An asset-less, revenue-free venture renting office space for $300 a month near the land of Wal-Mart, Tyson Foods and J.B. Hunt could be the least-known public company in Arkansas.
Holiday Island Holdings Inc. has been around for two decades, but for most of that time it operated under a different name. In February 2014, VillageEDOCS, a failed electronic record storage enterprise, morphed into Holiday Island Holdings, a real estate development, management and marketing firm.
Since the fourth quarter of 2013, the penny stock company — and even that description is generous — has aspired to buy developed and undeveloped real estate in Holiday Island, a planned community 5 miles north of Eureka Springs.
“Our plan is to get the first asset on the books and get some attention in the investment community,” said CEO Gene Thompson. “We’re not looking to make a quick buck on an overnight scheme.”
The company hoped to buy a shopping center, commercial land and residential property from the similarly named Holiday Island Development Corp., which developed and managed the planned community of Holiday Island. However, HIH still doesn’t own any property in its namesake community in Carroll County.
For now, HIH’s only presence in Holiday Island is leased quarters at 3 Parkwood Drive. The $300-a-month office suite serves as the business office for HIH and Thompson.
In addition to holding the top executive post at the company, Thompson is treasurer of the Holiday Island Chamber of Commerce. Back in the 1990s, he served as the manager of the Holiday Island Special Improvement District.
Shares of Holiday Island Holdings trade on the pink sheets for less than half a penny per share. The company keeps searching for funds to make acquisitions happen while seeking to buy pieces of the Holiday Island Shopping Center to generate income. Its latest effort is a private placement stock offering with a top-end capital raise of $5 million.
Holiday Island Development wasn’t able to wait for HIH to come up with the money to buy the properties. During the past year, Holiday Island Development has exited the ownership picture at the shopping center. Three lenders have taken over the project and other adjoining properties owned by the company.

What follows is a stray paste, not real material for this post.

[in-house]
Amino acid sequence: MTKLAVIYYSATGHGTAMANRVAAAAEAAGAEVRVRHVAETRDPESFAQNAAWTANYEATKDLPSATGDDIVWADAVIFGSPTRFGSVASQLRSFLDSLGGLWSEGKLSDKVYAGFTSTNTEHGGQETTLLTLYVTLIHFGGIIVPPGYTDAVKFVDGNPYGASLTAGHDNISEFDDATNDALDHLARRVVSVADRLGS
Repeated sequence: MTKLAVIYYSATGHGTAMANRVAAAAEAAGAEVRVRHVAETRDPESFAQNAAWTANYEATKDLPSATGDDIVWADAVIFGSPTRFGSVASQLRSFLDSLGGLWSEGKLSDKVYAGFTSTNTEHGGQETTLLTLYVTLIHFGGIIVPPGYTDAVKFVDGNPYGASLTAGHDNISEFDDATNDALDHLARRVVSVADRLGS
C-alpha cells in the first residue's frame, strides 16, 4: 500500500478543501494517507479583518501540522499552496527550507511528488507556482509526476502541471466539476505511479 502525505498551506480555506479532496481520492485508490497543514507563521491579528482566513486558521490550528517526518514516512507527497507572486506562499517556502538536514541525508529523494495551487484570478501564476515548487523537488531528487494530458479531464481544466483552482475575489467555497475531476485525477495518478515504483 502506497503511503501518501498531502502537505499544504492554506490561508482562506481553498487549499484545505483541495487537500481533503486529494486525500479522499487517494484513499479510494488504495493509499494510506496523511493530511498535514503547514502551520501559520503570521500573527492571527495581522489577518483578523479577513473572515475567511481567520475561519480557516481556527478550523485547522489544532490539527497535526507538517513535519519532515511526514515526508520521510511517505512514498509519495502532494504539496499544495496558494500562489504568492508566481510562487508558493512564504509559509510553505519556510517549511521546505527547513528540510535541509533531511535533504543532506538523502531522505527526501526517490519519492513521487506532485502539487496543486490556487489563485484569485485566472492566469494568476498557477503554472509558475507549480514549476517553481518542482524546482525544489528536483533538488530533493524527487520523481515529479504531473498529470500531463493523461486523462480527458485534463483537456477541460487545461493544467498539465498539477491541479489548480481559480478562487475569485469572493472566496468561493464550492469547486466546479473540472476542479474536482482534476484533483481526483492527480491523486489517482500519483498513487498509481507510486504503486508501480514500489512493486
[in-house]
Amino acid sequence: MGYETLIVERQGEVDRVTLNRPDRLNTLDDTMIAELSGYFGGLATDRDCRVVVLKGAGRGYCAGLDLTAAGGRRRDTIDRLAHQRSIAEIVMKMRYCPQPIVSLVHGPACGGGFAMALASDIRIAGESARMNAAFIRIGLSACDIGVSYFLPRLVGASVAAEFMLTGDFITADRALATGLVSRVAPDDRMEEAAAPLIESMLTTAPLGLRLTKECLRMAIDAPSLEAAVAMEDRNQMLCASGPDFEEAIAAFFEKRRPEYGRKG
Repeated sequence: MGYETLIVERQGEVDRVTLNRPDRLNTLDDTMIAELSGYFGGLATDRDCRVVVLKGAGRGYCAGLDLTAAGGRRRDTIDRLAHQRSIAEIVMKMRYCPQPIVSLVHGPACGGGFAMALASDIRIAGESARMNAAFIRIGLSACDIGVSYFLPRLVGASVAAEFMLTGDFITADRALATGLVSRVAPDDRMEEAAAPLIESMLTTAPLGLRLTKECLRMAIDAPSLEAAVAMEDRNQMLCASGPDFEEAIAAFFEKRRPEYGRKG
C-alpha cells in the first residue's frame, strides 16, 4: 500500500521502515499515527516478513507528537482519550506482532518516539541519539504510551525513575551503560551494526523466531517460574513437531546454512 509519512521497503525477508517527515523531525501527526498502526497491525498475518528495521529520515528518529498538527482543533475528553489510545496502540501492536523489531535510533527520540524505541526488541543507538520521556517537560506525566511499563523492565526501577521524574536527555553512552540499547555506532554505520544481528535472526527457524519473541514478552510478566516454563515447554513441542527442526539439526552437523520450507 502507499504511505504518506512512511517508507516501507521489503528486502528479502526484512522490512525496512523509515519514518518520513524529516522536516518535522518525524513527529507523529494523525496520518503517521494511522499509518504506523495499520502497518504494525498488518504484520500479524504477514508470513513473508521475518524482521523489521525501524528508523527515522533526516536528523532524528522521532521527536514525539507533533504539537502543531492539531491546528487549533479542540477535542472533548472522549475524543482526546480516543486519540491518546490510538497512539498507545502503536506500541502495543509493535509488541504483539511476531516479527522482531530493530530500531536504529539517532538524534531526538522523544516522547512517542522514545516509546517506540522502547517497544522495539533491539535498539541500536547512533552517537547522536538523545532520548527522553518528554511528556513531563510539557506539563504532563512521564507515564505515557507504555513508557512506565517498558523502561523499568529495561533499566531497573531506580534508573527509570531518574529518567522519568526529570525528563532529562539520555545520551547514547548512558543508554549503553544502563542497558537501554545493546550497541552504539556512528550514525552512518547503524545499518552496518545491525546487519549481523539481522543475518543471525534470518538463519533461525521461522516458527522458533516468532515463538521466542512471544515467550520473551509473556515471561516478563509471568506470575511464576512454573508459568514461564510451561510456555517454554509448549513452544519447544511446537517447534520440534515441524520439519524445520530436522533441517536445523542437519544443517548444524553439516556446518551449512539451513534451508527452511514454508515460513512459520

However, Tom Dees, president of HID, has remained aboard.
“I’ve got a good relationship with all the banks,” said Dees, 77, who has overseen sales and development at the 4,000-acre Holiday Island retirement community since 1980. “It’s been good for both parties. I’m here, I know the property and I can take care of the problems. I could walk off and leave this and retire. But I can’t. This isn’t work. This is fun.”
Over the years, Holiday Island has grown into the third-largest community in Carroll County. At the last census count, the unincorporated community surpassed Eureka Springs: 2,373 to 2,073.
Through Holiday Island Development, Dees brought the shopping center-commercial park to life to augment residential lot sales. But the project on Highway 23, outside the entrance to Holiday Island, proved to be an overwhelming financial challenge.
He found a reliable draw and stable anchor with Sun Fest Market, a subsidiary of G&W Foods of Willow Springs, Missouri. But that wasn’t enough.
Holiday Island Development forfeited nearly all of its commercial real estate holdings, including the grocery store, to a pair of local lenders in December.
First National Bank of North Arkansas took possession of a dozen commercial properties in lieu of foreclosure on four loans totaling more than $4.4 million.
The tenant roster among the bank-owned projects in the Holiday Island Shopping Center is led by 26,666-SF Sun Fest Market, 14,800-SF Powell’s hardware and 14,400-SF Fred’s general store.
The Berryville bank also took ownership of 18 residential lots and 20.1 acres bordering the shopping center.